Chris Christie Starting to Look Like Sarah Palin

There’s a ton of upside to Gov. Chris Christie.

My personal checklist runs as follows:

First, he’s from my homeland, the great state of New Jersey—a wonderful, dense, complicated, messy place, with none of the tedious pretensions or quack rebelliousness of, say, Texas.

[Vote: Should Chris Christie Run for President?]

Christie is an inveterate realist—practicing politics in New Jersey will do that to you. His foreign policy-themed speech at the Reagan Library, for example, spoke of acknowledging “local realities” and the limits of “coercion.”

On economics, Christie favors the Bowles-Simpson commission recommendations, whose increases in federal revenue would put him at odds with the GOP base—but in touch with fiscal reality.

On hot button issues like gun control, Christie opts for the sane middle. In response to the pigheaded ideologue Sean Hannity, who asked if every citizen of the state should have a licensed weapon if they want one, Christie said: “In New Jersey, that’s not going to happen, Sean.”

[Check out our editorial cartoons on the GOP.]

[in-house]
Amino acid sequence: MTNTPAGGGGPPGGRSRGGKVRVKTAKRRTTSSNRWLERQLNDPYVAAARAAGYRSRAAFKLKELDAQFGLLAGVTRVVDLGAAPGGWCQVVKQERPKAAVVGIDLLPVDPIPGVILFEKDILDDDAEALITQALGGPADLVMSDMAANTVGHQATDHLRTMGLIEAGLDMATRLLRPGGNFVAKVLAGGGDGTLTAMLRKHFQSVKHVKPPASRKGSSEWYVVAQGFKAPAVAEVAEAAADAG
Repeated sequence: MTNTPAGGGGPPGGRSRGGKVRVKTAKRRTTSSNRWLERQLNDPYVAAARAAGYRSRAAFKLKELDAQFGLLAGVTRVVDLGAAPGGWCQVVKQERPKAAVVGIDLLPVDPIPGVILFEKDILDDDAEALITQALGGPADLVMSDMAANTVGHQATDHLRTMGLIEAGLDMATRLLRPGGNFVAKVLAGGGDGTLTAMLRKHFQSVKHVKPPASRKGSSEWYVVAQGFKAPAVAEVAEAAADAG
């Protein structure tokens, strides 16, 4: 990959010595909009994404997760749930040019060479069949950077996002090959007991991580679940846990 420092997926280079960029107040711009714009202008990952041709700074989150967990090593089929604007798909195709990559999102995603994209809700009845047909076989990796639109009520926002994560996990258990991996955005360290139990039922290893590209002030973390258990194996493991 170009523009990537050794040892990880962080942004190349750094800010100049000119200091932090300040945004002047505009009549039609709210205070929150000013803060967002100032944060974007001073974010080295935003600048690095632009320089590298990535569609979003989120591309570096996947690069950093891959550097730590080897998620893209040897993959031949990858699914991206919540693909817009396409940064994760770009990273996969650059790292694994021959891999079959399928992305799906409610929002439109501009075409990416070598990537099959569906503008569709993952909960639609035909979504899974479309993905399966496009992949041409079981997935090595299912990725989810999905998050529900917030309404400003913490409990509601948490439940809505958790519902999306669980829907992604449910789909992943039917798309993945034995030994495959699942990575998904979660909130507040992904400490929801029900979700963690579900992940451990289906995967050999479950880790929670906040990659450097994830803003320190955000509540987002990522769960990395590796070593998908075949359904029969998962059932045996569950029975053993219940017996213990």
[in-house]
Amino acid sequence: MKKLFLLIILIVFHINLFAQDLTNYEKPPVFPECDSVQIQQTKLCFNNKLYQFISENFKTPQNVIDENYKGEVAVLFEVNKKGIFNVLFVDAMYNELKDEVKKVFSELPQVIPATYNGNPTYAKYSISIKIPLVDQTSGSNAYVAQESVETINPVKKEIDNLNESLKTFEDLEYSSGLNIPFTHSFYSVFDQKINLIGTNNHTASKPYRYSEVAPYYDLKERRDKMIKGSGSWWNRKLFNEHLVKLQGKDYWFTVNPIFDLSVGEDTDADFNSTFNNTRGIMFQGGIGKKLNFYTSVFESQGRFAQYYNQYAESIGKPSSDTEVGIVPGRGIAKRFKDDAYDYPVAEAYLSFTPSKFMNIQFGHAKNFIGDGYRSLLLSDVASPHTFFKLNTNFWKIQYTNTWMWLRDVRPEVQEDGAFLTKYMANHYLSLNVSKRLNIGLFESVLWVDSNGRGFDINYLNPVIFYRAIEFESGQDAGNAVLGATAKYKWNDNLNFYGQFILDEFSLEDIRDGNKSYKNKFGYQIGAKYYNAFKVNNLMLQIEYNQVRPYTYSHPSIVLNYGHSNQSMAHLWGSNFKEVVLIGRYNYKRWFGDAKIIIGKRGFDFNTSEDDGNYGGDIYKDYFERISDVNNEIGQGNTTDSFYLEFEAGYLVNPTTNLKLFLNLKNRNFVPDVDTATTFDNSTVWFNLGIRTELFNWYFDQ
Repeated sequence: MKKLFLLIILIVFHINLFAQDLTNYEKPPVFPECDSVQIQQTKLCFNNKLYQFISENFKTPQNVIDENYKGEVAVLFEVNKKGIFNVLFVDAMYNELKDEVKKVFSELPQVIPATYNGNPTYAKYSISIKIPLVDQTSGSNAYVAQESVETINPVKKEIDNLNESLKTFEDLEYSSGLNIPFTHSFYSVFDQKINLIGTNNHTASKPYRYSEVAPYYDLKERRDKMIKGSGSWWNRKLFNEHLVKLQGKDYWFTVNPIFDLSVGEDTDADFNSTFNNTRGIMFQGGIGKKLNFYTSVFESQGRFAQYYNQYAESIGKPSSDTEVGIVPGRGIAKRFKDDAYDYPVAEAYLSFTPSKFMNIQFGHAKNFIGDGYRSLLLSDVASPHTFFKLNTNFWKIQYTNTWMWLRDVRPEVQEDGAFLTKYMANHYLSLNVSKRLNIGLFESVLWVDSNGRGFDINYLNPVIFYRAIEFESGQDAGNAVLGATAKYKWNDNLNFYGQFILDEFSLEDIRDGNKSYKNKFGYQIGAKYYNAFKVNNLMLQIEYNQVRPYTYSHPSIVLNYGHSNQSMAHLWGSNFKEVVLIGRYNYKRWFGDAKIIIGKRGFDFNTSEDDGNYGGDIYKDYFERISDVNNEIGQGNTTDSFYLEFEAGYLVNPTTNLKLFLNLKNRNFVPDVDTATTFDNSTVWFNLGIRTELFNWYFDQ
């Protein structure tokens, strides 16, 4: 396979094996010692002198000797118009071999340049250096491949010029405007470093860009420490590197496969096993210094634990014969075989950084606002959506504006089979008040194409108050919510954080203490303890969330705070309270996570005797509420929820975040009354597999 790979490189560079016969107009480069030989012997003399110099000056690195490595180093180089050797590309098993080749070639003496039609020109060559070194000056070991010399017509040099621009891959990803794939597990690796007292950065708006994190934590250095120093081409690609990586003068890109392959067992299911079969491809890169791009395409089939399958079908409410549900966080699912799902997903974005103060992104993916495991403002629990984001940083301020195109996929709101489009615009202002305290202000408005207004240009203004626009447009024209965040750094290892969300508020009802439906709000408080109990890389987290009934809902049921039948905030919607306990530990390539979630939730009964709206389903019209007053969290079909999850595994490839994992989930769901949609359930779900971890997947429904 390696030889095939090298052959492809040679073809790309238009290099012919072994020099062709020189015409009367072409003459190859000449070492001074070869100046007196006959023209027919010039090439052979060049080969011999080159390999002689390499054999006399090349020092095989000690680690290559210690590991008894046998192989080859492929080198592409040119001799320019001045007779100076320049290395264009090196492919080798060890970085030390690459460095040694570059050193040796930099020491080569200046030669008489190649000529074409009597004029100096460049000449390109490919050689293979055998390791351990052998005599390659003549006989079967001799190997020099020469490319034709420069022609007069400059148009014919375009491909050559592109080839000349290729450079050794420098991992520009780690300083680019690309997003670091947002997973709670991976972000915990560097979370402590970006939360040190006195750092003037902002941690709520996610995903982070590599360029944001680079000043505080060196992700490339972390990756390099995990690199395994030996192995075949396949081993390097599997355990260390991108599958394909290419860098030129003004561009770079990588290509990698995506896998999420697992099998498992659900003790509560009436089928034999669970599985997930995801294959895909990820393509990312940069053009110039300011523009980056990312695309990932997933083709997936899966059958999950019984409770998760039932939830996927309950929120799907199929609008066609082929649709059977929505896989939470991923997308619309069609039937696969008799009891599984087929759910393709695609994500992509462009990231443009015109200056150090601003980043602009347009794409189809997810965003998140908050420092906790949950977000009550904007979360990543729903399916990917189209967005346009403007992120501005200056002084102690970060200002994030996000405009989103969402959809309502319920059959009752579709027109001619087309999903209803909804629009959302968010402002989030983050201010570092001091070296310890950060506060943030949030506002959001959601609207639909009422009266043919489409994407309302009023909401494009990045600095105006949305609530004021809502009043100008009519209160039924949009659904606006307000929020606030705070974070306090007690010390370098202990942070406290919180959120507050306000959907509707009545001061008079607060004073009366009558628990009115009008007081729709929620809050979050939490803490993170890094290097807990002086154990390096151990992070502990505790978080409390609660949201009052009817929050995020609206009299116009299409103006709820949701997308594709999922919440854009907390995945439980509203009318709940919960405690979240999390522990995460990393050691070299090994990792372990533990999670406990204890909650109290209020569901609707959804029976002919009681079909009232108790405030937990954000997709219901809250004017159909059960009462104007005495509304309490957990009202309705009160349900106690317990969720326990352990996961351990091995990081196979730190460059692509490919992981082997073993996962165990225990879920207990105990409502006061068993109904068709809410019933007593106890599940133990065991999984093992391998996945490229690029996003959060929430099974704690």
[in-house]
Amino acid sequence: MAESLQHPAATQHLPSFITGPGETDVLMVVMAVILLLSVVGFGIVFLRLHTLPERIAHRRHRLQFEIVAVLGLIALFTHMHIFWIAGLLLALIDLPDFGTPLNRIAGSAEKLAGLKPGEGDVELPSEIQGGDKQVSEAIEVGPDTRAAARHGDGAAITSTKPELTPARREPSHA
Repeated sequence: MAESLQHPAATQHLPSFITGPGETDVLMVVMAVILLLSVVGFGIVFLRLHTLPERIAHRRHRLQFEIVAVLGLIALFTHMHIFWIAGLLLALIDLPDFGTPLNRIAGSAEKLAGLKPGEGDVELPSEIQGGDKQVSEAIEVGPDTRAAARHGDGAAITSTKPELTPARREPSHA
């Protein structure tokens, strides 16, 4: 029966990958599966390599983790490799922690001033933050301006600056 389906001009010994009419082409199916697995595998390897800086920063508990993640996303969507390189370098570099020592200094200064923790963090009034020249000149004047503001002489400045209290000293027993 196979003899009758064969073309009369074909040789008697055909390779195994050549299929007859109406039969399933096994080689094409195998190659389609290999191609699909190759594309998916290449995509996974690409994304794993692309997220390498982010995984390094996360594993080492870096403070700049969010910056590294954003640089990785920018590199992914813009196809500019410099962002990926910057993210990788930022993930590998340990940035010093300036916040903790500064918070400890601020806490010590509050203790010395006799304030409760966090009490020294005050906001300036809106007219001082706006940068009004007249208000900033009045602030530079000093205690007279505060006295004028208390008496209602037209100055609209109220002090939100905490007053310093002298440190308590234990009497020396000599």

In a political atmosphere in which ideas as bad as they are big float around like clouds, I wish every would-be president had such sound intellectual reflexes: “Sounds great, buddy, but it ain’t gonna happen.”

I love that Christie is solidly pro-life. If you’d told me, before 2009, that there’d be a pro-life governor of New Jersey, I’d have said you were nuts.

I could go on. Suffice it say, if Chris Christie were running for president, I’d almost certainly vote for him.

[See photos of the GOP hopefuls on the campaign trail.]

But this agonizing, Hamlet-esque, will-he-or-won’t-he business is getting old, and fast. I have to say, it reflects poorly on his character. This is a guy who said:

Short of suicide, I don’t really know what I’d have to do to convince you people that I’m not running. I’m not running! I’ve said I don’t want to. I’m not going to. There is zero chance I will. I don’t feel like I’m ready to be president. I don’t want to run for president. I don’t have the fire in the belly to run for president. But, yet, everyone seems to think that I’ve left the door open a little bit.

For a politician whose national reputation was built on unusually blunt rhetoric, what are we to make of a potential national candidate whose decision making process seems so riddled with doubt?

On this question, at least, Christie’s vacillation puts him in league with that other tease, Sarah Palin. Speaking of whom, Christie famously downplayed Palin’s chances of becoming president, telling late-night talkshow host Jimmy Fallon, “Who knows? … It’s an amazing world.”

If Christie keeps this game up for much longer, he could wind up being a similar kind of punchline himself.

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